The Kigali Amendment to the Montreal Protocol establishes a global structure for the phasedown of hydrofluorocarbons (HFCs). This is a path strongly supported by our industry. HFC products, R410A and R407A that are used by Desert Aire today were introduced in 2006 to incorporate non-ozone depleting refrigerants in our HVAC units. This was an excellent move for the world, but these newer refrigerants were still considered high in their Global Warming Potential (GWP) due to their persistence in the upper atmosphere.
The Kigali Amendment, currently adopted by 197 countries, will phase down HFCs. Under the amendment, countries committed to cut the production and consumption of HFCs by more than 80 percent over the next 25 years.
The phasedown puts a maximum cap on the production of new, virgin refrigerant, so the only way to keep old machines operational will be to reclaim the old refrigerant. Just as we encountered in the last change over, the price of the old refrigerant will continue to increase as the supply gets tighter.
At the end of 2020, at the urging of our trade association, Air Conditioning and Refrigeration Institute (AHRI), Congress passed and President Trump signed, the American Innovation and Manufacturing (AIM) Act. This act gives the EPA the ability to regulate HFCs and establish a national HFC phasedown structure that mirrors the intent of the Kigali Amendment.
While the Kigali Amendment is not currently recognized by the Federal Government, the Senate Foreign Relations Committee recently passed the Kigali Amendment out of committee for ratification by the full Senate. 67 votes (two-thirds of the Senate) would be required for ratification of the amendment. This ratification will solidify the approaches already underway with the AIM act and EPA authority.
Global warming potential is an indicator aimed at establishing a single value to provide a metric of how substances contribute to the greenhouse effect. This metric is expressed in a multiplier of "CO2 equivalent", where the greenhouse effect attributed to CO2 set at 1.
Under the Significant New Alternative Policy (SNAP), the EPA has published rules concerning refrigerants that will be acceptable in specific applications. The refrigerants approved in refrigeration and air conditioning generally have a GWP of less than 750. Some states are looking into separate rules that would limit the GWP directly and it is expected in 2023 that the EPA will issue sector-specific GWP limits for residential and light commercial air conditioning and commercial air conditioning equipment.
As we continue to be concerned with climate change, it is always good to note that our industry has had an excellent history of improving our products to be more energy-efficient as well as making environmentally-friendly changes in the type of refrigerant we have used inside our equipment. The table below highlights the improvement in the GWP of any refrigerant that might be leaked to the environment.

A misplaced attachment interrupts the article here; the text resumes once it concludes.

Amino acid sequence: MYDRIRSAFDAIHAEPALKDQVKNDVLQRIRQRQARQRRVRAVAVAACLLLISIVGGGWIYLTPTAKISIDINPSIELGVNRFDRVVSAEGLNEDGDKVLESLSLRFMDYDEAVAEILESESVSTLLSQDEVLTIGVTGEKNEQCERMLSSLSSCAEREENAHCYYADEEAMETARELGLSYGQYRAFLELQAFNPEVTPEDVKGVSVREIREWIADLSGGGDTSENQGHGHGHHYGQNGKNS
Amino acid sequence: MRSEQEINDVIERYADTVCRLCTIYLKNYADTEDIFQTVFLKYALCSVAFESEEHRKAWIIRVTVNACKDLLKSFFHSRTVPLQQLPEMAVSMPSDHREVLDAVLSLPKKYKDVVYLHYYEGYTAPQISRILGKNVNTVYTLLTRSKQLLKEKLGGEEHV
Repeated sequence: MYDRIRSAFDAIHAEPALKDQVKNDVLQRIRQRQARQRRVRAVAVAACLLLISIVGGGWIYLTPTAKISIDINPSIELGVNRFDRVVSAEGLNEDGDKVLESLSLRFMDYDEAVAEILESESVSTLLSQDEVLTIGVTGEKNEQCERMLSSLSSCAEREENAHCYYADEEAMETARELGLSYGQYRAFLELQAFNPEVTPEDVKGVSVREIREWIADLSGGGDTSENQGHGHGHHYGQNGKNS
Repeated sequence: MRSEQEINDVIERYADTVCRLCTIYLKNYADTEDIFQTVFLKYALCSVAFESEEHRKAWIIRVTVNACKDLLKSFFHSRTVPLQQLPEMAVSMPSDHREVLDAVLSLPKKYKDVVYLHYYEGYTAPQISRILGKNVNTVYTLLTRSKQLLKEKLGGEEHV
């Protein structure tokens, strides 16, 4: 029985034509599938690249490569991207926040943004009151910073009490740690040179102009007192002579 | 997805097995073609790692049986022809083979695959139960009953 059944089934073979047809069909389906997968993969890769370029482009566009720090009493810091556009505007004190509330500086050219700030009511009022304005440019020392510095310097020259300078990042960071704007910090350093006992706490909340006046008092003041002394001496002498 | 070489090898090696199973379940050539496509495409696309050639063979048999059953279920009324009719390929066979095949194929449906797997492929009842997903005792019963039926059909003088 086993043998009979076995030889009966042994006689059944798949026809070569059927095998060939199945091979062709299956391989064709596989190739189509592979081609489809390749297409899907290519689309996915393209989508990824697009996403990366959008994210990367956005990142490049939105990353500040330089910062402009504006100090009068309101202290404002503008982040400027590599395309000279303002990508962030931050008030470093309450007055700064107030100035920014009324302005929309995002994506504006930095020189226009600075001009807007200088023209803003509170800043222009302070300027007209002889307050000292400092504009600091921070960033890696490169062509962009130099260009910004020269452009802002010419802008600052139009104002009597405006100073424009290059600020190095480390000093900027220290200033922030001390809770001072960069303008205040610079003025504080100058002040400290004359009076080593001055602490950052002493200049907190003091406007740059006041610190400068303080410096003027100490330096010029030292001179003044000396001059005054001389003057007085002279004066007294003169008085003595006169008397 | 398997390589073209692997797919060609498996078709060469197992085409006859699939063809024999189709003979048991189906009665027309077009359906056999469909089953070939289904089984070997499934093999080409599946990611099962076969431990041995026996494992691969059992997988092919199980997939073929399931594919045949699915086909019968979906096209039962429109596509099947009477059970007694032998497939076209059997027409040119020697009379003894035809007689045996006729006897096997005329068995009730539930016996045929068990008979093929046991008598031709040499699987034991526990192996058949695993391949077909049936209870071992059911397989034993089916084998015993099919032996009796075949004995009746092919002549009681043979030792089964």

Desert Aire has made the decision to move to R454B which is classified as an A2L refrigerant, which means it is non-toxic and has low flammability. Significant testing has been done by the insurance industry and this new refrigerant is now being written into the building codes as acceptable with certain provisions. R454B is approved in the application and has a GWP 78% lower than R410A. In addition, it operates at similar pressure and temperatures as R410 in most applications.
When Desert Aire implemented the last refrigerant change, there were many issues that made the conversion challenging. This conversion will present its own challenges. You should be ready for the following:
- Building codes must adopt the use of these low-flammability refrigerants.
- A new UL safety standard (UL 60335-2-40) is required for the new refrigerant as the previous standard UL1995 does not address the requirements around refrigerant flammability and it has been determined that units containing A2L refrigerants cannot be listed under this standard.
- Component OEMs will be introducing their new products in steps, so not all component sizes will be available at the same time.
- Individual model's performance and efficiency ratings will be slightly different.
- Refrigerant availability will be limited until the new production facilities become fully operational.
- Contractors must be trained to handle the new low-flammability refrigerants.
Desert Aire is committed to reducing global warming and will be proactive in updating our customers on our introduction of products that incorporate the new refrigerant.
More information about Transitioning to Low-GWP Alternatives in Commercial Refrigeration from the EPA's Significant New Alternatives Policy (SNAP).